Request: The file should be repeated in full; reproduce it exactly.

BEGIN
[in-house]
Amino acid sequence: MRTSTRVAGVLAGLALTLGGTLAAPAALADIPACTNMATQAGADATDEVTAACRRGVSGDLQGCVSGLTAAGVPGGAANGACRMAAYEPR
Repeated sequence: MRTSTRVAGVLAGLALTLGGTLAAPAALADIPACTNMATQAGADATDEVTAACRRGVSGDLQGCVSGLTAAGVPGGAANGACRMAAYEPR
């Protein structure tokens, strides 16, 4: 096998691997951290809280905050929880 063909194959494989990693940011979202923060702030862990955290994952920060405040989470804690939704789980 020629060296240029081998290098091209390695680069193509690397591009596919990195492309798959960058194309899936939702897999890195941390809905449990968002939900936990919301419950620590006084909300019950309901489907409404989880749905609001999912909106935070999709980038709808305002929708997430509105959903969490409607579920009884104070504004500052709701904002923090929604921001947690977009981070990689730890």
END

[in-house]
Amino acid sequence: MRTSTRVAGVLAGLALTLGGTLAAPAALADIPACTNMATQAGADATDEVTAACRRGVSGDLQGCVSGLTAAGVPGGAANGACRMAAYEPR
Repeated sequence: MRTSTRVAGVLAGLALTLGGTLAAPAALADIPACTNMATQAGADATDEVTAACRRGVSGDLQGCVSGLTAAGVPGGAANGACRMAAYEPR
């Protein structure tokens, strides 16, 4: 096998691997951290809280905050929880 063909194959494989990693940011979202923060702030862990955290994952920060405040989470804690939704789980 020629060296240029081998290098091209390695680069193509690397591009596919990195492309798959960058194309899936939702897999890195941390809905449990968002939900936990919301419950620590006084909300019950309901489907409404989880749905609001999912909106935070999709980038709808305002929708997430509105959903969490409607579920009884104070504004500052709701904002923090929604921001947690977009981070990689730890």